Hawaii's governor has announced plans to create an extensive electric-car-charging network by 2012, in an effort to wean the islands off of high-priced oil.
The plan, unveiled today by Republican governor Linda Lingle, calls for a public-private partnership with Better Place, a company that develops infrastructure to support electric vehicles. The Silicon Valley start-up, which made a similar deal with cities in California's San Francisco Bay Area last month, plans to install between 70,000 to 100,000 charging ports throughout Hawaii's four largest islands. Hawaiian Electric Companies, the state's largest utility, has agreed to collaborate with Better Place to develop the network.
Much of the electricity used to charge the vehicles is expected to come from renewable energy sources, according to Better Place CEO Shai Agassi. “Hawai‘i, with its ready access to renewable energy resources like solar, wind, wave and geothermal, is the ideal location to serve as a blue print for the rest of the U.S. in terms of reducing our dependence on foreign oil, growing our renewable energy portfolio and creating an infrastructure that will stabilize our economy,” said Mr. Agassi in a press release. “Hawai‘i has made the commitment to breaking its dependence on foreign oil, and is leading the way in addressing the most important economic and energy issues facing us today.”
Hawaiians pay high electricity prices because costly oil is burned to produce power. The price of electricity ranges from 24.9 cents per kilowatt hour on Oahu to 38.5 cents on Hawaii, the big island, compared with an average of 8.9 cents in the continental U.S. Such high prices should encourage the development of renewable energy. But there has been a big impediment: Electricity can't be moved among the six major islands, because there aren't adequate transmission lines.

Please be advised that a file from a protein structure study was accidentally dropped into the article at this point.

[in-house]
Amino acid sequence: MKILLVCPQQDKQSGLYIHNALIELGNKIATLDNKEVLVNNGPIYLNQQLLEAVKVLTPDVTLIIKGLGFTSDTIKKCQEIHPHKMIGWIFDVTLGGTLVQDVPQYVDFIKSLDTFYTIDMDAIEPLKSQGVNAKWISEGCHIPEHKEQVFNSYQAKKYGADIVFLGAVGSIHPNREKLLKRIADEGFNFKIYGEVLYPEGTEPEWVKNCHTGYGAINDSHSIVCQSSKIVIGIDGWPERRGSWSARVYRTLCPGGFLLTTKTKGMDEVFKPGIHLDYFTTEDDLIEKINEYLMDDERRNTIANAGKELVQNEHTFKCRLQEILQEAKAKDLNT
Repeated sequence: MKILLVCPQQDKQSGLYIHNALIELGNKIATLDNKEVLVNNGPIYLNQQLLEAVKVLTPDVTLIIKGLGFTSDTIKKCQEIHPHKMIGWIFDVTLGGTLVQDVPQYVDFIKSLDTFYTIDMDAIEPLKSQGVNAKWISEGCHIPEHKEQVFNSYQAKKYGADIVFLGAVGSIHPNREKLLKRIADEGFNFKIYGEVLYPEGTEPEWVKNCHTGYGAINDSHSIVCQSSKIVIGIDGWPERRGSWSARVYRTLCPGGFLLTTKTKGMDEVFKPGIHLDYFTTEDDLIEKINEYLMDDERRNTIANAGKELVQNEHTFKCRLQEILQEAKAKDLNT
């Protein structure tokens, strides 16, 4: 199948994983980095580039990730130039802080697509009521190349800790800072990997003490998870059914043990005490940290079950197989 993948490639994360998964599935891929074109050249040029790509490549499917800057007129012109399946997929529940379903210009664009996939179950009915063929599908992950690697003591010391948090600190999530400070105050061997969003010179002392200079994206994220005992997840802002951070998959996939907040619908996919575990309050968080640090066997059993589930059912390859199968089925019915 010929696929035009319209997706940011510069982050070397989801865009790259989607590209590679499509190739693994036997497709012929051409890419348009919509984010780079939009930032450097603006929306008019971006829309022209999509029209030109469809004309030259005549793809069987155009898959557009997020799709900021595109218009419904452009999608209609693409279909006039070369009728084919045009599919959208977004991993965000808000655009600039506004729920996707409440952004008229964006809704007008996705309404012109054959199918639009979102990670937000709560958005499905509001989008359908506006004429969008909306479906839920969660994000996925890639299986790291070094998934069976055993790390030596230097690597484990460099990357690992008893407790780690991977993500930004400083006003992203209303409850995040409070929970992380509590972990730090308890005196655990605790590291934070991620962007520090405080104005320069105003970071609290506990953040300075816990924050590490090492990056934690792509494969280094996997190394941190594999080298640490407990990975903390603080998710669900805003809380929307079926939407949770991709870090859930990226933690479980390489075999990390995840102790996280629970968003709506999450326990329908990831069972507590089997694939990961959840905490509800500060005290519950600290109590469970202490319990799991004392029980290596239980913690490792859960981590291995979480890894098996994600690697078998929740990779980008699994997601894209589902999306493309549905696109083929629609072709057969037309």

That could be changing. There are now proposals to build large wind farms on Molokai and Lanai, and to turn those two islands, along with Maui, into a single grid, with the help of undersea cables. Surplus energy would be sent to Oahu, which consumes 80% of the state's electricity, on another undersea transmission line. These transmission upgrades could cost $750 million to $1 billion.
The island state is well-suited to electric vehicles, as drivers rarely travel more than 100 miles at a time, reducing the need for stations where depleted batteries are swapped for fresh ones. The New York Times notes that Better Place hopes to get started in such island economies (both literal and figurative) that have high energy costs and short trips, and then subsequently become more affordable as the charging networks are scaled up.
“We always knew Hawaii would be the perfect model,” Mr. Agassi told the Times. “The typical driving plan is low and leisurely, and people are smiling.”